Friday, April 20, 2012

Coronal Rain

Cool movie from the Solar Optical Telescope on NASA/JAXA's Hinode spacecraft.  This is from a solar flare on April 16 from Active Region 1461 over the eastern limb of the Sun.

The Sun has been fairly active lately and studded with sunspots.  Here's today's solar image.

Active Region 1461 is that tiny sunspot a bit more than halfway from the center at the 10:00 position (it has rotated away from the limb of the Sun since April 16).

So what is coronal rain? Sunspots are active regions that periodically emit coronal mass ejections (CMEs) of plasma - charged particles over 100,000° F (the details are complicated and the subject of another post).  The strong gravitational field of the Sun pulls this plasma back down to the surface but since it's composed of charged particles, they follow magnetic lines of force which form loops about the sunspots.  Falling blobs of plasma (many larger than the Earth) fall back into the Sun looking like rain.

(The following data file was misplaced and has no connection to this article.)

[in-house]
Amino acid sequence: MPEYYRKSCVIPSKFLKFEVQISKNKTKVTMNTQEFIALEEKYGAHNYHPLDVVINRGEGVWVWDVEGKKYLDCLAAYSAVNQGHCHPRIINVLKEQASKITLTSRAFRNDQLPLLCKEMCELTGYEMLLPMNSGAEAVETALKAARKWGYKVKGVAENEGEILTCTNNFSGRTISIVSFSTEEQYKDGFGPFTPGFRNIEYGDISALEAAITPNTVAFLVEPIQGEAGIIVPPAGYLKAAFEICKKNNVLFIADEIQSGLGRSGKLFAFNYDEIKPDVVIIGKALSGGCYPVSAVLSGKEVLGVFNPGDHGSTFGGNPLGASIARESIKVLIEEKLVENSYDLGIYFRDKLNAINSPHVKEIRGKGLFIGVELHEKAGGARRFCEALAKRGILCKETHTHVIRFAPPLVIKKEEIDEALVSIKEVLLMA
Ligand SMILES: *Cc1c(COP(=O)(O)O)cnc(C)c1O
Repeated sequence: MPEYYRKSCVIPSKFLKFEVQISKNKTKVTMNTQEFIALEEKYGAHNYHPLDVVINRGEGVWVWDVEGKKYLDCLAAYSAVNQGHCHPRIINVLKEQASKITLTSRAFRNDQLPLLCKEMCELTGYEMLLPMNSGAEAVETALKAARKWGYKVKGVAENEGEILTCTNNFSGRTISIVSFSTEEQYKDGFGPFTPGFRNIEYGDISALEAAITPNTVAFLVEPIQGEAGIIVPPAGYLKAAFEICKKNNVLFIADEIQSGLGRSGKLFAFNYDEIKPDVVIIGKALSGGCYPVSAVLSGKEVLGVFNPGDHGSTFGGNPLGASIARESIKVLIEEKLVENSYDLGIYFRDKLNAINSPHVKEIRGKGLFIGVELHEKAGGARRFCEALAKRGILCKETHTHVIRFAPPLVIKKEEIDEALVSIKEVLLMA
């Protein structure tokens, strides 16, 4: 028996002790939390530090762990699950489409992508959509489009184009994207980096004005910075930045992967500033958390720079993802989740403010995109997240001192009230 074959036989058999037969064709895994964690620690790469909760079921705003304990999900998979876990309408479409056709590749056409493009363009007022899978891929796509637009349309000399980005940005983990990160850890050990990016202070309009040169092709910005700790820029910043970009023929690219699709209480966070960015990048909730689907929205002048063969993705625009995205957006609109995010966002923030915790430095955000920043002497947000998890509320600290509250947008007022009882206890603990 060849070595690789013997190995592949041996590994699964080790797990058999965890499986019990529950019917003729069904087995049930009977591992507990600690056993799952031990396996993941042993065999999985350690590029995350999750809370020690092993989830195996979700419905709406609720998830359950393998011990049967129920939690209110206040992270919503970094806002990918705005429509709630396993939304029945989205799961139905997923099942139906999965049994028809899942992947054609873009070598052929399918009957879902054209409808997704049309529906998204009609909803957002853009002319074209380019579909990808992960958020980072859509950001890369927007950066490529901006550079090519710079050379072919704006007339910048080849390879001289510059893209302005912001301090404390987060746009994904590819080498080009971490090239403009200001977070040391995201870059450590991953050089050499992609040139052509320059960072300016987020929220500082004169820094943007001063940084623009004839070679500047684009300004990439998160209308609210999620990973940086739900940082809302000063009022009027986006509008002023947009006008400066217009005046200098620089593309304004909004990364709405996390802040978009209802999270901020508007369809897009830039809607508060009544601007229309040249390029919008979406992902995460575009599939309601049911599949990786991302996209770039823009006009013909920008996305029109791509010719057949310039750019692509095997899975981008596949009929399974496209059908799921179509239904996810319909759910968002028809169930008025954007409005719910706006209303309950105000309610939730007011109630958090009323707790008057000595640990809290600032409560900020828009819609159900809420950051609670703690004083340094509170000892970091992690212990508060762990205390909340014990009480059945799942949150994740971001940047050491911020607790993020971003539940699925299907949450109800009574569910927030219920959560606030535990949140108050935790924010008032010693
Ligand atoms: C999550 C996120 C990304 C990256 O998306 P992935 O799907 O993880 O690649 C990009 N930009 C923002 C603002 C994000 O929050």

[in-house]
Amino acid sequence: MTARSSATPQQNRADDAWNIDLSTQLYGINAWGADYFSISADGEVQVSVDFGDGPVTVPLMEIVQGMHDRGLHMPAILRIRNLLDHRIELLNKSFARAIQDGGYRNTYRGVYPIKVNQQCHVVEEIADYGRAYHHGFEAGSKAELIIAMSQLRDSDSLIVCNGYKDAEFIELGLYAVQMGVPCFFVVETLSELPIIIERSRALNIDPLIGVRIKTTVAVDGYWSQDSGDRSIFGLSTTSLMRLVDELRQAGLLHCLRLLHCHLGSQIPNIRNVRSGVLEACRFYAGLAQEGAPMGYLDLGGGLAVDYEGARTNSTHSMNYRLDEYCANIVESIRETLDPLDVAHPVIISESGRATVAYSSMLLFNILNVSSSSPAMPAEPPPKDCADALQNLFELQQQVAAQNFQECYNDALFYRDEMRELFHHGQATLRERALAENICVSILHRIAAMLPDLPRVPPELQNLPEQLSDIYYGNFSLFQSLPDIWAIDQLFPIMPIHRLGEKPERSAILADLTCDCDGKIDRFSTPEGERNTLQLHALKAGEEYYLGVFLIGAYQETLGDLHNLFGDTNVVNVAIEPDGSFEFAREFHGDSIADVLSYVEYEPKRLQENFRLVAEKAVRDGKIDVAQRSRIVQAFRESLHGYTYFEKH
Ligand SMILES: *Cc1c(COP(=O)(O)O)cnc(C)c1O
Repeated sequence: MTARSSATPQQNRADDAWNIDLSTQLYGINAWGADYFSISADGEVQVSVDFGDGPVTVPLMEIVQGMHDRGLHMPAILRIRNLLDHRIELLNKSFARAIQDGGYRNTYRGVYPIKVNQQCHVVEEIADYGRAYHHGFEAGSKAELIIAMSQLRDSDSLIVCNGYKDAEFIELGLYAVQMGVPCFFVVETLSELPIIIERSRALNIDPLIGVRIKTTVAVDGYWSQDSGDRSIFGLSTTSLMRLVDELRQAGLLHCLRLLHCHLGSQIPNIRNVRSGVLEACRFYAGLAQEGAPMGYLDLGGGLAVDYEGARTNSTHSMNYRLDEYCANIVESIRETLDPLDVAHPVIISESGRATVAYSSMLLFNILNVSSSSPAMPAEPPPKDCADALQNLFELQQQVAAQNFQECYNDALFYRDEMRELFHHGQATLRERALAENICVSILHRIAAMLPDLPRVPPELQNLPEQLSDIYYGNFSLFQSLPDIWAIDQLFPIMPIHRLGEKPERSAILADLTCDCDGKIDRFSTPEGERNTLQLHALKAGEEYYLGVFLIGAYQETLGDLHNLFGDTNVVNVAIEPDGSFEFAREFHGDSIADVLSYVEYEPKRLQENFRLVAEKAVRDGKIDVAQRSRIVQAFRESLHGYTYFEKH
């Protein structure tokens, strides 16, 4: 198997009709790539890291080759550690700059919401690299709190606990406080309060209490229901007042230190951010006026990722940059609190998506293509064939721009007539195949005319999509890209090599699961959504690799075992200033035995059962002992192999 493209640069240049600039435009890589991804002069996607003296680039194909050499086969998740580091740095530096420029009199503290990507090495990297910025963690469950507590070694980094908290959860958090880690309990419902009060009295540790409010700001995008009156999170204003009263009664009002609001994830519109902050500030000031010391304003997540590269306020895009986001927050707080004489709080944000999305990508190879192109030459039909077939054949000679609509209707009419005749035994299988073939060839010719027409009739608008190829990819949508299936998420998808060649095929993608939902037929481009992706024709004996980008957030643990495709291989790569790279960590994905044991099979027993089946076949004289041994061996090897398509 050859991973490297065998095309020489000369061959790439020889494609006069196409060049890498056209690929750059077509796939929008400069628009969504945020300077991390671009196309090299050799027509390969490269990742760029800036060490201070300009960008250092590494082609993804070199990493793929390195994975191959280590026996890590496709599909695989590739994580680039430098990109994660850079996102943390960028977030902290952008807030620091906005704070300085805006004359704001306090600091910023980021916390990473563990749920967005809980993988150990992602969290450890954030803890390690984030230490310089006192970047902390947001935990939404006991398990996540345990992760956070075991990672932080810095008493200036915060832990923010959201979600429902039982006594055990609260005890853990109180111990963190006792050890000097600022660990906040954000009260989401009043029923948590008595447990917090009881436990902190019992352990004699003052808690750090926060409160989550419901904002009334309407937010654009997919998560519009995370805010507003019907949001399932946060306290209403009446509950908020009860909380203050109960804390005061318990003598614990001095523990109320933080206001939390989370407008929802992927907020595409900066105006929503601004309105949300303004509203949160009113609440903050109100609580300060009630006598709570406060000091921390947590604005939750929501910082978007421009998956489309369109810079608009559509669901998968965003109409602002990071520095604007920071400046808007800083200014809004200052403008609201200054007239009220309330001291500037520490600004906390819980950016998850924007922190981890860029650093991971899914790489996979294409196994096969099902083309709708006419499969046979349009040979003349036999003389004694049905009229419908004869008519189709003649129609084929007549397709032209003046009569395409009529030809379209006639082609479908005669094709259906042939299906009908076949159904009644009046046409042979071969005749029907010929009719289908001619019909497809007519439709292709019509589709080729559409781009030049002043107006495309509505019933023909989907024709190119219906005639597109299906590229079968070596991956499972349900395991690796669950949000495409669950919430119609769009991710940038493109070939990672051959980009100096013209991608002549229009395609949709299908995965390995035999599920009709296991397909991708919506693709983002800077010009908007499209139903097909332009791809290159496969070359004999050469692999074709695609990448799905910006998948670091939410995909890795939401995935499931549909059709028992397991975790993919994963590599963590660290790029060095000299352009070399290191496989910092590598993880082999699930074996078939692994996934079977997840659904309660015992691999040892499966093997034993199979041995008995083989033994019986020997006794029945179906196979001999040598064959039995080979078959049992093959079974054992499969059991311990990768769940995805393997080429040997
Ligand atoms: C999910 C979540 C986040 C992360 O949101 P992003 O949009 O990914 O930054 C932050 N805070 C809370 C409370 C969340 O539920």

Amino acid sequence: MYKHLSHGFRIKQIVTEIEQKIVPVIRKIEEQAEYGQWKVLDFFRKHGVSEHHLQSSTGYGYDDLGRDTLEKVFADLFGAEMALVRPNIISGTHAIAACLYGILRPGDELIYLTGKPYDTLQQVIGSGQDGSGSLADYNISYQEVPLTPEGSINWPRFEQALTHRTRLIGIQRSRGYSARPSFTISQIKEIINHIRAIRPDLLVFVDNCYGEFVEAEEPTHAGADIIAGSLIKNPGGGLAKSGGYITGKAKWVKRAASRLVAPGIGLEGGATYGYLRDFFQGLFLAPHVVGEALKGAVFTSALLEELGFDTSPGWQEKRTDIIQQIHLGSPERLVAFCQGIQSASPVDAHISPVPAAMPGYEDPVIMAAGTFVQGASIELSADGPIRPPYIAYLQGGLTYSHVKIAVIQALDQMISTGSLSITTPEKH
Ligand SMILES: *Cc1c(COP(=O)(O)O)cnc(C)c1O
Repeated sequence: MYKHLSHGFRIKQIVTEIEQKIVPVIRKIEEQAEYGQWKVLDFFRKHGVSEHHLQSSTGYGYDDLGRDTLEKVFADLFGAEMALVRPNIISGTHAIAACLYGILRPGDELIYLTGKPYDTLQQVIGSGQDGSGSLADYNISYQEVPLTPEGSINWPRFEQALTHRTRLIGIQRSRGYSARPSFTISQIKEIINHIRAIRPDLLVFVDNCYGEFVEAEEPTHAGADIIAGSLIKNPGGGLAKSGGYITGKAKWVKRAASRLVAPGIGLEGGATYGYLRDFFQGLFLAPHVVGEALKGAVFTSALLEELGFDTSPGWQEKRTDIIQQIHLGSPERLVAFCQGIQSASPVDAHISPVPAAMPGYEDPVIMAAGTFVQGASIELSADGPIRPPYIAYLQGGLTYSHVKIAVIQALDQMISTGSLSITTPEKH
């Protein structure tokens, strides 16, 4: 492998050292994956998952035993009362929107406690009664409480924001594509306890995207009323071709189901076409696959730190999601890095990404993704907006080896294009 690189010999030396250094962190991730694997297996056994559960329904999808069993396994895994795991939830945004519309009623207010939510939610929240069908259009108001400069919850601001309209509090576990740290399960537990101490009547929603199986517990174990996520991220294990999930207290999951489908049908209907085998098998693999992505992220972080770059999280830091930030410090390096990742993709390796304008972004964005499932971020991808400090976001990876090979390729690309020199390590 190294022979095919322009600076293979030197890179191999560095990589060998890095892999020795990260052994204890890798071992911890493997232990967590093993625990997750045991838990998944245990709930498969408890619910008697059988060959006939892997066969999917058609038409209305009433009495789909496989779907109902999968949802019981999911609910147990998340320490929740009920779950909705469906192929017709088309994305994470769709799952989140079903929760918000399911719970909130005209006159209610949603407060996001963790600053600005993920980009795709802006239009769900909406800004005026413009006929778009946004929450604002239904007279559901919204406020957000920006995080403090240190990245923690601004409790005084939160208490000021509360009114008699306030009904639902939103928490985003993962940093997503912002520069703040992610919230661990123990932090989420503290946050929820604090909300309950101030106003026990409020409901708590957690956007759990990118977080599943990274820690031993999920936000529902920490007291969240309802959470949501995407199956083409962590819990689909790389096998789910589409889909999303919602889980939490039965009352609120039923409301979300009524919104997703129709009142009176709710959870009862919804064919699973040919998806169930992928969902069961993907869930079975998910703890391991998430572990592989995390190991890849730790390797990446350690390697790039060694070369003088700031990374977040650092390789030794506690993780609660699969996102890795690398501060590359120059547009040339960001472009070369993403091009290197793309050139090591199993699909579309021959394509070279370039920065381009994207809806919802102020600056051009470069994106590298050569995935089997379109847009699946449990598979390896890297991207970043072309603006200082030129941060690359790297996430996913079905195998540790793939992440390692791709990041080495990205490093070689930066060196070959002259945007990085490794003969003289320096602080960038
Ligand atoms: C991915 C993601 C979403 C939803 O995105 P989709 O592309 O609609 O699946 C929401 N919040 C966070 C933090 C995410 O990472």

No comments:

Post a Comment